Black level: As with its 50-inch brother, the 60-inch LG 60PG60 didn't equal the black-level performance of the Panasonic or the Pioneer plasmas. Dark areas, such as the cityscape and letterbox bars during the initial flyover of Los Angeles, appeared a good deal lighter than either of those models, which made the LG's picture appear less impactful. Black-level performance is especially important on a very dark film like this, but the difference in the LG's black levels was also apparent, albeit much less obvious, in lighter scenes or while watching in a more brightly lit room. We wouldn't describe the LG's blacks as washed-out by any stretch, however, and they still appeared about as deep as those of the Samsung plasma.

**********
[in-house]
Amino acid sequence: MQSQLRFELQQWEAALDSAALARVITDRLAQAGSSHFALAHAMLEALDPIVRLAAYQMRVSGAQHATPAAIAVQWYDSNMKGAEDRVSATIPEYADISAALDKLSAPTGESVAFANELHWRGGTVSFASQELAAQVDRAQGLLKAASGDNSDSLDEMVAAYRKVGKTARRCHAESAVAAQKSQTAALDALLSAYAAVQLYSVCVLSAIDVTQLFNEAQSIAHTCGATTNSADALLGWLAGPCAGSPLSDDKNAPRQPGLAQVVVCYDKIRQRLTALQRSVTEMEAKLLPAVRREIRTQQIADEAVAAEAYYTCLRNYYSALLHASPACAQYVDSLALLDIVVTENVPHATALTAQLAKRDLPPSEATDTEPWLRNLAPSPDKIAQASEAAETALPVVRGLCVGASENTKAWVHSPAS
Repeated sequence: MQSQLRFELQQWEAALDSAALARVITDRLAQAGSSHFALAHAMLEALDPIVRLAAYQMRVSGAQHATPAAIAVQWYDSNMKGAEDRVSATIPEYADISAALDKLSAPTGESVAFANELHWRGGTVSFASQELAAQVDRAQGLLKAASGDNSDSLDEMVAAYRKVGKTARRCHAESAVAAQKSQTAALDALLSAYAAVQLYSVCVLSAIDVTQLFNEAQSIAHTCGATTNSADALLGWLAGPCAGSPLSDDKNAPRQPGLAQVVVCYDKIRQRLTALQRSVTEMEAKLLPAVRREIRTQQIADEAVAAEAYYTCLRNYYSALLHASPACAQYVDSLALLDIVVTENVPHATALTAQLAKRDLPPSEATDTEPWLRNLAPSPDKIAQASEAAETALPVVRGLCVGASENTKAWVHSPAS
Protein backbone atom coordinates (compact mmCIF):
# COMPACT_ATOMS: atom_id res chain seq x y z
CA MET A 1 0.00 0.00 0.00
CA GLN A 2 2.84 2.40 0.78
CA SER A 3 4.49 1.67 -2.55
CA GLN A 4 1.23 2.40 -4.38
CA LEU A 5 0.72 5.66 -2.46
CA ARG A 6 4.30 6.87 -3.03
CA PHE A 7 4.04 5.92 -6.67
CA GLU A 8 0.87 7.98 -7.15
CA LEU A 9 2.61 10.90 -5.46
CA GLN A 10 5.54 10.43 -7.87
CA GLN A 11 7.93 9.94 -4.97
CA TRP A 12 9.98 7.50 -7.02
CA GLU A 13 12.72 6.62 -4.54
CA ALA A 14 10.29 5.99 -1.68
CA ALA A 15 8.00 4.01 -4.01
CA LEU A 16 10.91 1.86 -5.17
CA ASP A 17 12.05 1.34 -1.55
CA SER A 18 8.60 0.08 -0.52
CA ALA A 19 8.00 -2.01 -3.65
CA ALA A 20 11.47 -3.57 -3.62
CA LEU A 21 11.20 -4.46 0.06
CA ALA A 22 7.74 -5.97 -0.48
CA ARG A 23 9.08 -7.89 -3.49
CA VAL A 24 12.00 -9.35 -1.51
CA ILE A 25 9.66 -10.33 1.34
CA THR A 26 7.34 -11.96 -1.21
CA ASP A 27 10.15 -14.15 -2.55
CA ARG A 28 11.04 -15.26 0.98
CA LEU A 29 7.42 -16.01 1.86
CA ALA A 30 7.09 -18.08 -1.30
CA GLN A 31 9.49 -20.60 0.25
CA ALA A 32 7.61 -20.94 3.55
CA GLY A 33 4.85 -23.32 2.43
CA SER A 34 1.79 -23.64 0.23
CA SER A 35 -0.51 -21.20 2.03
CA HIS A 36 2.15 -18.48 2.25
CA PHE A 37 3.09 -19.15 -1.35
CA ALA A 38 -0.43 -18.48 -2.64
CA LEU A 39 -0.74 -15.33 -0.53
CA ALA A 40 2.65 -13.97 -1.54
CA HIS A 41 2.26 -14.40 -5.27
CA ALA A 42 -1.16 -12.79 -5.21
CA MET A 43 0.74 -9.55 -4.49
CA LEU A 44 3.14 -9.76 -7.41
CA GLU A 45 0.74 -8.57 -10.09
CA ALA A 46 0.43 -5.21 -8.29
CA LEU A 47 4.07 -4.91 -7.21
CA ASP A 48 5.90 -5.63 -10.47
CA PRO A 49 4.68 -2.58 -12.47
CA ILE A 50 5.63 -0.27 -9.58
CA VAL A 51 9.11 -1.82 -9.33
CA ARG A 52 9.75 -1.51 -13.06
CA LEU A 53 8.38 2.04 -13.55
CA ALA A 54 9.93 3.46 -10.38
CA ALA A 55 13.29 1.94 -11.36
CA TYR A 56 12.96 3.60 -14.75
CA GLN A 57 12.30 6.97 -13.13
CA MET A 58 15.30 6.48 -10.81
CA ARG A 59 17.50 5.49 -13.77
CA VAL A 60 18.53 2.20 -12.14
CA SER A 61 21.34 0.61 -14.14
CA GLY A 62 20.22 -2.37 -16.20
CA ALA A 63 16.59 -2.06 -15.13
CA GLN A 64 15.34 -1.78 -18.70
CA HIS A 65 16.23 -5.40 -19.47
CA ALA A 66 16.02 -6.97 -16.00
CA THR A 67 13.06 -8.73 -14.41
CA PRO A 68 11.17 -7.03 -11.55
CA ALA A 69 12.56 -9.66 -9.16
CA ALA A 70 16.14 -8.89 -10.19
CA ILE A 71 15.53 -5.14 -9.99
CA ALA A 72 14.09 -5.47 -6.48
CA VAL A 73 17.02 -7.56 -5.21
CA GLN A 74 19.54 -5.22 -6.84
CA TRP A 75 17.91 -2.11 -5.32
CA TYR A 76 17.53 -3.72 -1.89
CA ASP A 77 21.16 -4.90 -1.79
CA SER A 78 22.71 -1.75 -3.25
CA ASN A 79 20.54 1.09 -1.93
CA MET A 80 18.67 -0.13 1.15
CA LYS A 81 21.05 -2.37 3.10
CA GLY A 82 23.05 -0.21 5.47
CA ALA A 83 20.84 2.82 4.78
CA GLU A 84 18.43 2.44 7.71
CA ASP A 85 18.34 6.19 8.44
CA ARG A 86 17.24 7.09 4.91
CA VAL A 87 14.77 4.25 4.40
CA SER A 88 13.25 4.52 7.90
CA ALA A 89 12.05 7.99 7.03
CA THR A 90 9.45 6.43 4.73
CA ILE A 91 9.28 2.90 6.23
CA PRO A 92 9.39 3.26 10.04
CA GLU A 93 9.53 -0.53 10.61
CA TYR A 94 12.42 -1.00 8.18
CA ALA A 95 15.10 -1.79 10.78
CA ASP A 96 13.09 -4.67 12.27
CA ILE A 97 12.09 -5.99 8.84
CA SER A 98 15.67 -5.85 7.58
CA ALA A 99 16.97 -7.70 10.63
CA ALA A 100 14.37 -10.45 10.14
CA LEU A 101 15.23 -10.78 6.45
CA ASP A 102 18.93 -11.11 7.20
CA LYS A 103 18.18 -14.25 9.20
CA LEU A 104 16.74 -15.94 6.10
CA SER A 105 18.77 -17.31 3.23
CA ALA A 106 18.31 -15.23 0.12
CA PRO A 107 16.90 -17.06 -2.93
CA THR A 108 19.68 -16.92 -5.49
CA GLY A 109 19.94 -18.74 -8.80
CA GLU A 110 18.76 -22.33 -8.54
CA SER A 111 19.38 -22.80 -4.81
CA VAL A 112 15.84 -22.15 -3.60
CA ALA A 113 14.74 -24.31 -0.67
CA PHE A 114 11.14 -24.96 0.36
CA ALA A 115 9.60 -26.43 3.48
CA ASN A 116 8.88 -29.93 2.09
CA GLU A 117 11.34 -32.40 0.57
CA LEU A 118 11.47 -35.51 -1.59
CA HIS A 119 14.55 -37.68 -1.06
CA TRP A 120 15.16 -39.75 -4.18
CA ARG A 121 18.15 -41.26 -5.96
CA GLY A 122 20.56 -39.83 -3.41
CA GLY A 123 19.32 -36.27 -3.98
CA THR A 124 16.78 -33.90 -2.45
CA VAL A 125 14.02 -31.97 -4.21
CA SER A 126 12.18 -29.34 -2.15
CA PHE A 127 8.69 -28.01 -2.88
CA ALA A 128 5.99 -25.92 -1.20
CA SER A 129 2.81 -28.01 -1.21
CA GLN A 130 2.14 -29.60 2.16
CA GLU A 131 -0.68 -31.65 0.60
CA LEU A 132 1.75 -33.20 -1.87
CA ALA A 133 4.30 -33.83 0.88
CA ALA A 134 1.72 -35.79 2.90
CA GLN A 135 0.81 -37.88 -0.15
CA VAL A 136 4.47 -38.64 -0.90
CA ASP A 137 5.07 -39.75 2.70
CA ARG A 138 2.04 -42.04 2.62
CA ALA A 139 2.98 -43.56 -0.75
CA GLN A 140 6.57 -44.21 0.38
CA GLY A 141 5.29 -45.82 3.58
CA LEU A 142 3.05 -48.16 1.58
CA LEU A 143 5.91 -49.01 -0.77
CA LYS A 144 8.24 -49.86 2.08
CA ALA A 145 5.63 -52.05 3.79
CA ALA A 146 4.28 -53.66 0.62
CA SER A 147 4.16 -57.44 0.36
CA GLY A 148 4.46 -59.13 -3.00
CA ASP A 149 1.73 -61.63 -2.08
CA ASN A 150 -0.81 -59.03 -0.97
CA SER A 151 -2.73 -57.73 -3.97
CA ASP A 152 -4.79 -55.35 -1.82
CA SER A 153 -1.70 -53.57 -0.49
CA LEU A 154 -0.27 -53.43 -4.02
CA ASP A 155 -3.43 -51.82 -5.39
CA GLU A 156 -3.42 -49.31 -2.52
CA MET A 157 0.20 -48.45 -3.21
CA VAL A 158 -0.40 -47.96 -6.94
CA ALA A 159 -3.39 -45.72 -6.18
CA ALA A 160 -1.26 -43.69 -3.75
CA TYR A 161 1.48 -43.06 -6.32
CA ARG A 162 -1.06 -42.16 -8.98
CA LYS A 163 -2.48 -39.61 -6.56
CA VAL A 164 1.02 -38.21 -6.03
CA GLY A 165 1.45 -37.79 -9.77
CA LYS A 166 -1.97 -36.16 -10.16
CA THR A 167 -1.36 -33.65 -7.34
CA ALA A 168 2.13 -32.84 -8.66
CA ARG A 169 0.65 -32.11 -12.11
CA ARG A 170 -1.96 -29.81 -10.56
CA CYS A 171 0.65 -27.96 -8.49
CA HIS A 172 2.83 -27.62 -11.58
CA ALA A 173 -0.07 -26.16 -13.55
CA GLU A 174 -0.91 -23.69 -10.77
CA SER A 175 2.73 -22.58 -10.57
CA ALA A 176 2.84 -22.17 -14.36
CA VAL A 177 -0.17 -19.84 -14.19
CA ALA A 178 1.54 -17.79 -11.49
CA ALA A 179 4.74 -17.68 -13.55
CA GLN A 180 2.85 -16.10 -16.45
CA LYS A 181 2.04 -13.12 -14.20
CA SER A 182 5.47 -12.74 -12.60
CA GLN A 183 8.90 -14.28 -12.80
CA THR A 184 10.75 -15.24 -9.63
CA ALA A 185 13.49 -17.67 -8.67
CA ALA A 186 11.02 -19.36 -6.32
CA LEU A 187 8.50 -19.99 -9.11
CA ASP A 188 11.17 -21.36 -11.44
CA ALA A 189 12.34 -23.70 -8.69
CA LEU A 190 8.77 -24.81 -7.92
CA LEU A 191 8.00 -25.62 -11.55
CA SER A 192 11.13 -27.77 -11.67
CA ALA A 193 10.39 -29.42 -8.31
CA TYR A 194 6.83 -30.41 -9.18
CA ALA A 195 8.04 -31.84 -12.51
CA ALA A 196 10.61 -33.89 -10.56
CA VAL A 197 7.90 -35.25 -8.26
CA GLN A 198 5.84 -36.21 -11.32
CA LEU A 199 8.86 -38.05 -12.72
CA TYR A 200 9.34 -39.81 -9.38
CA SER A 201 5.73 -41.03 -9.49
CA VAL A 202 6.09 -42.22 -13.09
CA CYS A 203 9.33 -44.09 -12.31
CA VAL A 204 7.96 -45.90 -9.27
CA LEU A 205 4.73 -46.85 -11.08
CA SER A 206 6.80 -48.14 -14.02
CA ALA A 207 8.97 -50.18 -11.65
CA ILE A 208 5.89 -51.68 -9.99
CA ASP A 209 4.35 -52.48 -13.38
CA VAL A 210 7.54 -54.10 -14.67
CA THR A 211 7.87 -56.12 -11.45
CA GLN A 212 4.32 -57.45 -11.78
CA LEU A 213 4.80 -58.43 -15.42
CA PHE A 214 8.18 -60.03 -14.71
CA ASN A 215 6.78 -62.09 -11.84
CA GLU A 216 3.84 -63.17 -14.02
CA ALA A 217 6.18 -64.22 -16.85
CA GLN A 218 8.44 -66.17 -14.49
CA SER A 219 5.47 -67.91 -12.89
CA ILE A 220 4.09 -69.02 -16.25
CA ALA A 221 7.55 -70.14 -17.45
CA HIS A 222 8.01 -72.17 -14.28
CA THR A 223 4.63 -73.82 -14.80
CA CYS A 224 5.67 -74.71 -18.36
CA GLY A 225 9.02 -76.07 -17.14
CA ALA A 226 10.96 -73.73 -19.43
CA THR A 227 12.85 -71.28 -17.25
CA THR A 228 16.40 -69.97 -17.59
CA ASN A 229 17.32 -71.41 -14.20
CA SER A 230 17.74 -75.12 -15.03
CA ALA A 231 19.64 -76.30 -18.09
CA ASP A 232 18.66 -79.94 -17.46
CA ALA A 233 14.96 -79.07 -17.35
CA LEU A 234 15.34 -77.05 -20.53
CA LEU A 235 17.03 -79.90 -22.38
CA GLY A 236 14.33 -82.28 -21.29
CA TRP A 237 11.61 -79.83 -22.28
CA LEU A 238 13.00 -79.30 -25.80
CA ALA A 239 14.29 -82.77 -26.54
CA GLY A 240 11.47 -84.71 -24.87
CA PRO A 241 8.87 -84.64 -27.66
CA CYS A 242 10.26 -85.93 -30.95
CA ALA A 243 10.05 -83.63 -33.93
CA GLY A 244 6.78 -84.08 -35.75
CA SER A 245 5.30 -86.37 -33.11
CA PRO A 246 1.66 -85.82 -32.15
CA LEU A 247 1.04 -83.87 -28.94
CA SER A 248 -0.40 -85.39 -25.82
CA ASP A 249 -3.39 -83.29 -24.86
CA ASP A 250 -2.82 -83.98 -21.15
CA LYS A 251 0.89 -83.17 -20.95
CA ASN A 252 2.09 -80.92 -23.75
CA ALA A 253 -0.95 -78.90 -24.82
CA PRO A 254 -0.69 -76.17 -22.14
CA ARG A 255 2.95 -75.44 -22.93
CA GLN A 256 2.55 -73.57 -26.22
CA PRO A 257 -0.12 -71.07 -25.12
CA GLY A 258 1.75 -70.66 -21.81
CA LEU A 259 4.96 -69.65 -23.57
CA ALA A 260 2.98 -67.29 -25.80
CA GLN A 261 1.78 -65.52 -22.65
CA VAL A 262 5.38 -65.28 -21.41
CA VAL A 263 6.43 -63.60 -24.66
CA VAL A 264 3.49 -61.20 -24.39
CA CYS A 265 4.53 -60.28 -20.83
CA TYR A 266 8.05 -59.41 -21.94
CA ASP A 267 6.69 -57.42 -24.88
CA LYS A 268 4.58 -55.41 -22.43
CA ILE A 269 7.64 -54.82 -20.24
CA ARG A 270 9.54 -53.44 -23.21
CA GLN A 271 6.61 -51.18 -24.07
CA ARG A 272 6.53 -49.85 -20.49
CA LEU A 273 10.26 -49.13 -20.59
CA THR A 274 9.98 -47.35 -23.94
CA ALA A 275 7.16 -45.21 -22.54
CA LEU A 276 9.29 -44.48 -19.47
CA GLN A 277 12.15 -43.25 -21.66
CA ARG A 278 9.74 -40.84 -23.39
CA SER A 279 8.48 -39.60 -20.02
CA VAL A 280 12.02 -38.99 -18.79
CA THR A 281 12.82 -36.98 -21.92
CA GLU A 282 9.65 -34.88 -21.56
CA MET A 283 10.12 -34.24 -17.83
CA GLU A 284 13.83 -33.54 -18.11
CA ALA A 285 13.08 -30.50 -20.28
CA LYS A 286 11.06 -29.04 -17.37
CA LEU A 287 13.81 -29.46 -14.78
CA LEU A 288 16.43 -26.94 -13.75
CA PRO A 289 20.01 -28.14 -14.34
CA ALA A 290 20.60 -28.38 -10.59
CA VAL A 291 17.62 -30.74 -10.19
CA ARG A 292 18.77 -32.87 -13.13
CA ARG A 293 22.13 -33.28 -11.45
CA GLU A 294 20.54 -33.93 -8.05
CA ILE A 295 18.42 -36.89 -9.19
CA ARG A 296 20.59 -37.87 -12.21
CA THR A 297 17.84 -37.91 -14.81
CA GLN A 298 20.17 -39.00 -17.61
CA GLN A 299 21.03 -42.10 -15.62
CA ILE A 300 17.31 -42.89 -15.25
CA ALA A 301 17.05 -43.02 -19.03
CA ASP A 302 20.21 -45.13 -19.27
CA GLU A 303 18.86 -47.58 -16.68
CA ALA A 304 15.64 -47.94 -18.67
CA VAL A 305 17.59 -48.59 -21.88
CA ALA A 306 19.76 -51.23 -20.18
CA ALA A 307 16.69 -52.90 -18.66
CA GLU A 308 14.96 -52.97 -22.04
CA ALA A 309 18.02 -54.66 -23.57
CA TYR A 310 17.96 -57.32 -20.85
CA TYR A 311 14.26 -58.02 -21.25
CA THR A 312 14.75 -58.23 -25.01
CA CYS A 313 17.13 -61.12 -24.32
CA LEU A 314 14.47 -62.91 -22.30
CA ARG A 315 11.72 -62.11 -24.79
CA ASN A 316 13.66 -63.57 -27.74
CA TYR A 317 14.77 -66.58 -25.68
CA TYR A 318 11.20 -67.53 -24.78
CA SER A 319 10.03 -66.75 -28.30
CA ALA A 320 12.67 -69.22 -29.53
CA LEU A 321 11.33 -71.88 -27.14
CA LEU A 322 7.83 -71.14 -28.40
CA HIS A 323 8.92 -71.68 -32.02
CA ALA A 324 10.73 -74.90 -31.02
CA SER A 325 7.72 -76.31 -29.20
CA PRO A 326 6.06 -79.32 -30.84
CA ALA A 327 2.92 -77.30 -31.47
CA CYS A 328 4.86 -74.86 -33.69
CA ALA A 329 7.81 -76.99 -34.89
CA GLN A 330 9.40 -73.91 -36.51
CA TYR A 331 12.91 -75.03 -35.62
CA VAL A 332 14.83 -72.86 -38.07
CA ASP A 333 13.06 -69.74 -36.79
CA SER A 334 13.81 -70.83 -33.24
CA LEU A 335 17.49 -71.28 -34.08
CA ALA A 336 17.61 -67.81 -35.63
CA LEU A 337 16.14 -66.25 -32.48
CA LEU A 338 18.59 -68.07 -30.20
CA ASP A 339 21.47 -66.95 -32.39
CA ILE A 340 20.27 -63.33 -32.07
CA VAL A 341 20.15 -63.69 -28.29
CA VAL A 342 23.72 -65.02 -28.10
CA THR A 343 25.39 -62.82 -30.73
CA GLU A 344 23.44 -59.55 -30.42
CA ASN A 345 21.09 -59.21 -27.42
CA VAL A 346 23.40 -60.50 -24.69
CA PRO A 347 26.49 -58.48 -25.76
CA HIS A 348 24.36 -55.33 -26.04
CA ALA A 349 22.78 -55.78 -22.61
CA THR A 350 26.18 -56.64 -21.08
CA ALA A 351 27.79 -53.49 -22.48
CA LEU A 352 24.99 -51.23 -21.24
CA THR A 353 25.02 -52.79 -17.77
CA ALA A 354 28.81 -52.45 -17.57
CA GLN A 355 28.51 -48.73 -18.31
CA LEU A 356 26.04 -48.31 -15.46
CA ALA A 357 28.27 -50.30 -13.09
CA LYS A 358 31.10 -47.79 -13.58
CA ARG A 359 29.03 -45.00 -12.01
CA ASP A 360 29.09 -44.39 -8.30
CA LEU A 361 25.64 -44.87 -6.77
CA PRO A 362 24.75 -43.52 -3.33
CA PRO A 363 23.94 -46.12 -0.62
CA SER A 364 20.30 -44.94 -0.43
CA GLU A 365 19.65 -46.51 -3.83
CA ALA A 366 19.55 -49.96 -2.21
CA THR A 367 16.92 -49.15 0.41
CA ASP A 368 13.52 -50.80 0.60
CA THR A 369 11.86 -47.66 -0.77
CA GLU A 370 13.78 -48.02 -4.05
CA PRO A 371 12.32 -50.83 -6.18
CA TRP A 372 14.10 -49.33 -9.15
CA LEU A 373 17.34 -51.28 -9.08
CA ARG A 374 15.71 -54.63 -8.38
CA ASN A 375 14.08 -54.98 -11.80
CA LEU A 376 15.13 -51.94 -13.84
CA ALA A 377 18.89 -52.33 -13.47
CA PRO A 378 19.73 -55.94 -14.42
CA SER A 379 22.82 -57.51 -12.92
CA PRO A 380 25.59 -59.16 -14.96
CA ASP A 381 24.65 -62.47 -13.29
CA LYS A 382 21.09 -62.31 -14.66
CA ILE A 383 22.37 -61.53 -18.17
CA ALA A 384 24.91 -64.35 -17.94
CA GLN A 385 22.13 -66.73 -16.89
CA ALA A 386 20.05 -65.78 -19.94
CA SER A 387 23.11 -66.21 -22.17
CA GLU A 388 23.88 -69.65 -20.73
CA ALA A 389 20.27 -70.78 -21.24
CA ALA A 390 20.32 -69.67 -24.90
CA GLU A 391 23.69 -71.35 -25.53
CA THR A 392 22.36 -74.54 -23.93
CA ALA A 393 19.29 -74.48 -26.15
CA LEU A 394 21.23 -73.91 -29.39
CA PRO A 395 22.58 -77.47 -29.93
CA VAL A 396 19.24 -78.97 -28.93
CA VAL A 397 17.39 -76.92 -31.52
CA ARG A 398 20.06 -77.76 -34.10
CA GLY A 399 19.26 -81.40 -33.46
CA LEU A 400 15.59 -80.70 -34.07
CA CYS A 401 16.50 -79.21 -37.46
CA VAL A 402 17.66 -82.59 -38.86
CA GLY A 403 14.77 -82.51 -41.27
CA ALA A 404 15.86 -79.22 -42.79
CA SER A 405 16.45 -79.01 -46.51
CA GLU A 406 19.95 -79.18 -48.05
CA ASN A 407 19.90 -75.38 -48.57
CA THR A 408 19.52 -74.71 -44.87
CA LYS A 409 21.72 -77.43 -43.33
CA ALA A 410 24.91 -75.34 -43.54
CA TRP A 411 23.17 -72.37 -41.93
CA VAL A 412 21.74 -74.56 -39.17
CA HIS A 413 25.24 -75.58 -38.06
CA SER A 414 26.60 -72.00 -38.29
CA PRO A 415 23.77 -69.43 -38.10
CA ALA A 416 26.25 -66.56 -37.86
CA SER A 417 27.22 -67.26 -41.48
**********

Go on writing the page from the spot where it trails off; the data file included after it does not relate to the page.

The 60PG60's shadow detail throughout the film was very good in THX mode, although we felt that the post-calibration Expert mode was a bit better, bringing out the darkest, most subtle details a bit more clearly.
Color accuracy: The largest impact of THX certification, as we mentioned above, was in the arena of primary and secondary color accuracy. The film has a lot of cyan, from the light streaming into the examination room in the beginning to the clouds passing in front of Deckard as he munches noodles. On the LG in THX mode these colors looked natural and accurate, not overly bluish as we saw on the Pioneer plasma or the LG's Expert setting. Greens were also significantly more accurate, as we saw when we turned to a high-def baseball game.